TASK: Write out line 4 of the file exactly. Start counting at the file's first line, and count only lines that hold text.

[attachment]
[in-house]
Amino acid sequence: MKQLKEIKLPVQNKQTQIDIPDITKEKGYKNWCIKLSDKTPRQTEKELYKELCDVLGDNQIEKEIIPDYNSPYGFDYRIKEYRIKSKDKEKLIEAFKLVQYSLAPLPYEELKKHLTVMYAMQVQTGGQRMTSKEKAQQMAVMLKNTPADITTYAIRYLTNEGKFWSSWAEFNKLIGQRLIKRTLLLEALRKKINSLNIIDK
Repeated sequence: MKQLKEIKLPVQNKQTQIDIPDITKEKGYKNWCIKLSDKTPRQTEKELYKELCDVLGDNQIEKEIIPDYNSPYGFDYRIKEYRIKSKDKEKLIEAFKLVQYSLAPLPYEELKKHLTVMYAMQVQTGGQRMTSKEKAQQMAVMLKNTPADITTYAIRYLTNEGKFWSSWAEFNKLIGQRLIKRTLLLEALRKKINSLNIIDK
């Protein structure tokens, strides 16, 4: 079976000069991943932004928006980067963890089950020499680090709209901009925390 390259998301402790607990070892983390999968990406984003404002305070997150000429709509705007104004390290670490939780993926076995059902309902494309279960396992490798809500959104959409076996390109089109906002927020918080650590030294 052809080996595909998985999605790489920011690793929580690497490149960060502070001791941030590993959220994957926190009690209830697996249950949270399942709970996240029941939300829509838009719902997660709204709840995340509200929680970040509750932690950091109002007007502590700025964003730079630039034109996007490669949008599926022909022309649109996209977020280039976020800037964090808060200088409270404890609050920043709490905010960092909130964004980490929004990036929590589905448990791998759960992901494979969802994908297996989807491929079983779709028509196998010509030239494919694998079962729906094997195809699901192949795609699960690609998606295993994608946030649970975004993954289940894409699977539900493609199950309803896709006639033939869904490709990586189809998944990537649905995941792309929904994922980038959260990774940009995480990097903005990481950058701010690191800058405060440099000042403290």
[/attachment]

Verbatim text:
């Protein structure tokens, strides 16, 4: 079976000069991943932004928006980067963890089950020499680090709209901009925390 390259998301402790607990070892983390999968990406984003404002305070997150000429709509705007104004390290670490939780993926076995059902309902494309279960396992490798809500959104959409076996390109089109906002927020918080650590030294 052809080996595909998985999605790489920011690793929580690497490149960060502070001791941030590993959220994957926190009690209830697996249950949270399942709970996240029941939300829509838009719902997660709204709840995340509200929680970040509750932690950091109002007007502590700025964003730079630039034109996007490669949008599926022909022309649109996209977020280039976020800037964090808060200088409270404890609050920043709490905010960092909130964004980490929004990036929590589905448990791998759960992901494979969802994908297996989807491929079983779709028509196998010509030239494919694998079962729906094997195809699901192949795609699960690609998606295993994608946030649970975004993954289940894409699977539900493609199950309803896709006639033939869904490709990586189809998944990537649905995941792309929904994922980038959260990774940009995480990097903005990481950058701010690191800058405060440099000042403290």